NewsGetting Around Metro Detroit


Community leaders, lawmakers concerned about Whitmer-endorsed car insurance bill

Posted at 6:42 AM, May 29, 2019
and last updated 2019-05-29 06:42:01-04

(WXYZ) — A group of community leaders and state lawmakers from metro Detroit spoke out against the new auto insurance reform bill that Governor Whitmer is expected to sign.

Opponents are calling the bill a "fairy tale" and something that won't truly address the problem."

The "Real Deal" Coalition is warning that insurance companies will still be able set excessive rates based on territorial and credit factors under the bill. They claim people in cities like Detroit, Dearborn, Hanmtramck, Inskter and Highland Park are all still at risk for higher rates.

On May 24, the state House and Senate passed the reform bill, sending it to Gov. Whitmer to sign.

Under the new bill, drivers will be able to choose whether they want unlimited coverage or even no coverage at all. If they choose no personal injury protection coverage analysts say drivers will save on average $1,200 a year. If they choose to keep unlimited coverage they will save $120 a year due to new limits on how much health care providers can bill insurance companies.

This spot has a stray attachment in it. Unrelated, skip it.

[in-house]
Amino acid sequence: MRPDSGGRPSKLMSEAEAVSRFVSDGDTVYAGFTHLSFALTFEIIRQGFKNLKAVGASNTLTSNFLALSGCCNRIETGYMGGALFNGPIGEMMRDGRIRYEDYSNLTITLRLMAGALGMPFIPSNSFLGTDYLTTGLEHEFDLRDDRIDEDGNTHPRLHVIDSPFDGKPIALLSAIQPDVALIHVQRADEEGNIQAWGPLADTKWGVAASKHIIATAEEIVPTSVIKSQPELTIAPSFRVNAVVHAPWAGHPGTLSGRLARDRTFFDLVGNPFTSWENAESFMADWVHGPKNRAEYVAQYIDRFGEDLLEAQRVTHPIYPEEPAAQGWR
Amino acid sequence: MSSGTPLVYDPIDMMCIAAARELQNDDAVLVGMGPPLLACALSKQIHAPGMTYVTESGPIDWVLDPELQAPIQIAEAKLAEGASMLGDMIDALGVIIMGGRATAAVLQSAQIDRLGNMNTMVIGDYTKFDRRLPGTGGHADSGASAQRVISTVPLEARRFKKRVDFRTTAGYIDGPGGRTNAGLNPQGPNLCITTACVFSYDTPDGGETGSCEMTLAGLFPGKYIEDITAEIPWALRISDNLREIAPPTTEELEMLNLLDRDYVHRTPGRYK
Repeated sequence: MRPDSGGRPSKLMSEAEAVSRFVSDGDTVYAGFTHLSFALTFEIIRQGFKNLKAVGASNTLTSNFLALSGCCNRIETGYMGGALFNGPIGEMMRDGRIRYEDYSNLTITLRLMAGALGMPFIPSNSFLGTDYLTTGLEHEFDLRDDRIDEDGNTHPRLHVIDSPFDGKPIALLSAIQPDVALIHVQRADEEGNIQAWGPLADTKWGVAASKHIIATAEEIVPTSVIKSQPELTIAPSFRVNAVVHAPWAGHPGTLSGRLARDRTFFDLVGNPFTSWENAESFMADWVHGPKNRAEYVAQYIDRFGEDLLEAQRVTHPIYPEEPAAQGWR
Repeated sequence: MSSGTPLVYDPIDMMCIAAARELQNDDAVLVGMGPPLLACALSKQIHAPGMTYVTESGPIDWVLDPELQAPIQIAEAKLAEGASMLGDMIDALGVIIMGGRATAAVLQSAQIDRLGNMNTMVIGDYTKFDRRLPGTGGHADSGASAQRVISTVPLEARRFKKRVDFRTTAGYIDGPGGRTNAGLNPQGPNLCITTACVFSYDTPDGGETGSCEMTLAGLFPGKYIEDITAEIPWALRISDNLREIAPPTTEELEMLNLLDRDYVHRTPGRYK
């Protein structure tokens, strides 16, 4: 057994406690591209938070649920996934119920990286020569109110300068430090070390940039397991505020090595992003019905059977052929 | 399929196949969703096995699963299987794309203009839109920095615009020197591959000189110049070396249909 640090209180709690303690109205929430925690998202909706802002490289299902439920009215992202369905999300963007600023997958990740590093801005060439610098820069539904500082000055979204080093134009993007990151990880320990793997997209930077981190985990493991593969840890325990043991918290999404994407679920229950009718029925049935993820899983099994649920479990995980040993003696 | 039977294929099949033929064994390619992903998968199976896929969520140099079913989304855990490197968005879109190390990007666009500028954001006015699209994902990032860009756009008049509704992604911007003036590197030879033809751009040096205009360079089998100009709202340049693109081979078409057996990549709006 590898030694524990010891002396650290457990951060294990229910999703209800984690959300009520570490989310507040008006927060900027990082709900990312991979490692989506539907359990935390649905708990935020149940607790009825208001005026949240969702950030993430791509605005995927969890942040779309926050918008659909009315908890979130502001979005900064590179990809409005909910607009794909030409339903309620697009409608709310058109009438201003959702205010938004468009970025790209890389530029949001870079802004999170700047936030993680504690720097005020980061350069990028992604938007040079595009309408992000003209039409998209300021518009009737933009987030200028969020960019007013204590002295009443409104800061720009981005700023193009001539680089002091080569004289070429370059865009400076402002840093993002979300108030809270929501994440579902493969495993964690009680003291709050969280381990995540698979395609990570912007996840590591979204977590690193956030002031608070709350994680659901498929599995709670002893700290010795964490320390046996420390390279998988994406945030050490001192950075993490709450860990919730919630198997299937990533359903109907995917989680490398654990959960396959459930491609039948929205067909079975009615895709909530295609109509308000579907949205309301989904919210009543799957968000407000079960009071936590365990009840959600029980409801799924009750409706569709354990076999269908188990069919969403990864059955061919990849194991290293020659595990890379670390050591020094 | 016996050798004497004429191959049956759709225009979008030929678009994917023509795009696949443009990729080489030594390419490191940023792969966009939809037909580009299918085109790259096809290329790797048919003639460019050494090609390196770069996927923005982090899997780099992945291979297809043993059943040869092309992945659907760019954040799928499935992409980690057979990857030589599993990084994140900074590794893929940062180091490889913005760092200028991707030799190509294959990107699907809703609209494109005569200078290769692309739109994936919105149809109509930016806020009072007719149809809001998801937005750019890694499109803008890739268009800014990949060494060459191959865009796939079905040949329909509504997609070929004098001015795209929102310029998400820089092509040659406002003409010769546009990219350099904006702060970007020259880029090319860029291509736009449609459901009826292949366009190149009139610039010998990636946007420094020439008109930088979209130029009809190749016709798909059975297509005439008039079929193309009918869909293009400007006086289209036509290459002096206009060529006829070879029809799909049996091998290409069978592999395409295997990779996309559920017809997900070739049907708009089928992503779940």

A driver choosing to stick with unlimited coverage would see a 10% PIP reduction. Someone who fully opted out would get a 100% cut, if they have health insurance. People on Medicaid would have to get at least $50,000 in benefits and would pay 45% less. People picking $250,000 or $500,000 of coverage would see a 35% or 20% reduction.

Additionally, the measure also would prohibit the use of several non-driving factors in setting rates and scale back reimbursements for health providers that treat accident victims. Unlike several other no-fault states, Michigan does not have a fee schedule for care covered by auto insurers. They pay much more for the same services than is paid by employer plans or government insurance such as Medicare or Medicaid.

The rollback in PIP rates would start in July 2020 and last for eight years.